“When a woman moves through abuse of any kind there seems to be an involuntary direction she begins to lean toward. One being that of silence and shame, and the other, rebellion and anger. Sometimes, as in the case of myself, a third direction is born. After serving my sentence on both sides of the coin, I have recently managed to rise into unknown territory.
I have a voice that wants to be heard for the purpose of telling others that they aren’t alone. Yet still, 20 years later it shakes, it stumbles, and it searches for safety once it feels like it’s the only one speaking in the room. I search for a way to relate to others who’ve experienced abuse and although logically I know I’m not the only one, physically, I’m brought back to secrets, chills and fearful memories that make my stomach churn. I want to speak victoriously and some days I can see myself sharing as though it were someone else, without attachment. Yet, other moments when I’m quiet and living a seemingly normal day – I am lulled into a memory.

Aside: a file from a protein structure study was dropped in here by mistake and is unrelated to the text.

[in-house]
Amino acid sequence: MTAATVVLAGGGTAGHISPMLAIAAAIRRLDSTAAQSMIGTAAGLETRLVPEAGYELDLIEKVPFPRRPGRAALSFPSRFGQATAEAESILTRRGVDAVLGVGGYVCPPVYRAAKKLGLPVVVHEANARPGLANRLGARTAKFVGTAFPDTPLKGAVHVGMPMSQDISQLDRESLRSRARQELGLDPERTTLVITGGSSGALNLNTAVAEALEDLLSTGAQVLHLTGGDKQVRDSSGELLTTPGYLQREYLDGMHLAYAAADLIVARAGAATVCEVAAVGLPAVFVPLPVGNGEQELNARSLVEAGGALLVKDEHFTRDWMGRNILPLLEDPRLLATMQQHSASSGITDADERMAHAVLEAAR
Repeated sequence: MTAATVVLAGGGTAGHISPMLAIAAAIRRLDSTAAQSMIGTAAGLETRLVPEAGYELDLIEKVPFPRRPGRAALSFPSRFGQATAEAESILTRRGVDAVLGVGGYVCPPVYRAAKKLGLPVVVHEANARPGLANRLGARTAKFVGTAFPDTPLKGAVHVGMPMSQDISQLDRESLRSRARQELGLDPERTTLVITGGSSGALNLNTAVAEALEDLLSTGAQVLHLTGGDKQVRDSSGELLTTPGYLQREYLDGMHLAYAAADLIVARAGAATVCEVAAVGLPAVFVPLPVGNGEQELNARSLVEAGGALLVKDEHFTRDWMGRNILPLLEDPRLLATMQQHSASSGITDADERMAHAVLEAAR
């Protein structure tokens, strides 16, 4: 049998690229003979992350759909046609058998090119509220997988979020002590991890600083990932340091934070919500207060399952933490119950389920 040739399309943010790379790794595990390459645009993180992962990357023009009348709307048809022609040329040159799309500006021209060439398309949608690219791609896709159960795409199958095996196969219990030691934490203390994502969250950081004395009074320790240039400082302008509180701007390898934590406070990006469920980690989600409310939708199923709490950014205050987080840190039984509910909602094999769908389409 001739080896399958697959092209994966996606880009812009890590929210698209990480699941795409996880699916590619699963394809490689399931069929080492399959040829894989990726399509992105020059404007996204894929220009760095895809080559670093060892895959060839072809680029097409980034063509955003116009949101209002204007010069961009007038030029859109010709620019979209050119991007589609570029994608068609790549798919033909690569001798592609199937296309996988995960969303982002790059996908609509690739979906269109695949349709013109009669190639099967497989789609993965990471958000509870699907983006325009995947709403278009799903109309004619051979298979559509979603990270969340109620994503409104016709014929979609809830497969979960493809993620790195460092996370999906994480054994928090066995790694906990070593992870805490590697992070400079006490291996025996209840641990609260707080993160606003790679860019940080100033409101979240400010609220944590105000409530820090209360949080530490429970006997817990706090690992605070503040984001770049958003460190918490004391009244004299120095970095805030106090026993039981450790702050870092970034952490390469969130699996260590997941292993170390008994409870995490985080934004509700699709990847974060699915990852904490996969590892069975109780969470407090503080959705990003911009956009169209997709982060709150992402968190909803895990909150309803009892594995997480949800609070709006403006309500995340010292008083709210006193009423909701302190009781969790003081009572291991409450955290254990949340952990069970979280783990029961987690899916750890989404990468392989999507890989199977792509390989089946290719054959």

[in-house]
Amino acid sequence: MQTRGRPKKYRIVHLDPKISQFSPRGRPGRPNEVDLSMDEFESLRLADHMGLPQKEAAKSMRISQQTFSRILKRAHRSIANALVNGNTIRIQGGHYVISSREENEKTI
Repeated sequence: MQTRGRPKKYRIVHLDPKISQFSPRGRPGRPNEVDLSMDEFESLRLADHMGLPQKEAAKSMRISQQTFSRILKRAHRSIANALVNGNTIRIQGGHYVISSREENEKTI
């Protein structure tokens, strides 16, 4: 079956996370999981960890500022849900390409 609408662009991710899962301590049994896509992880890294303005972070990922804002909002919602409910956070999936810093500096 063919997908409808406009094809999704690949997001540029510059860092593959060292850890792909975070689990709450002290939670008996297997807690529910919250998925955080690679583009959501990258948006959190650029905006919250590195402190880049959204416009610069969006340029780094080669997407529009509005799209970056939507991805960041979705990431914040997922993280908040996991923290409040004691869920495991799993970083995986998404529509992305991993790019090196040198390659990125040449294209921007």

Yesterday, the memory was of me crouching near a bush on the way home from school. I can recall the leaves scratch and crunch under my feet and the sun on the top of my head. Like clockwork, I then recall getting off the bus as a child and wetting my pants involuntarily upon passing a specific threshold on the way home. At the time, I’d become so mortified at my inability to stop myself from peeing that I’d hide between the bushes and wait for my pants to dry before continuing on. Before long my mind is back to remembering what caused my body to have such a response, and the transition into the numb shell I had to be in my home.
Somehow as I write this, I still want to protect those secrets. I’m beginning to consider the questions that will arise and feel nervous that if I say too much, I risk losing family members. That perhaps by sharing my story in an attempt to create positivity, strength and community, I may be disowned and abandoned at the unveiling of disfunction. Furthermore, my dream of a loving parental unit will forever be impossible. Even all these years later, I still cling to the childish hope of a concerned, close and loving family.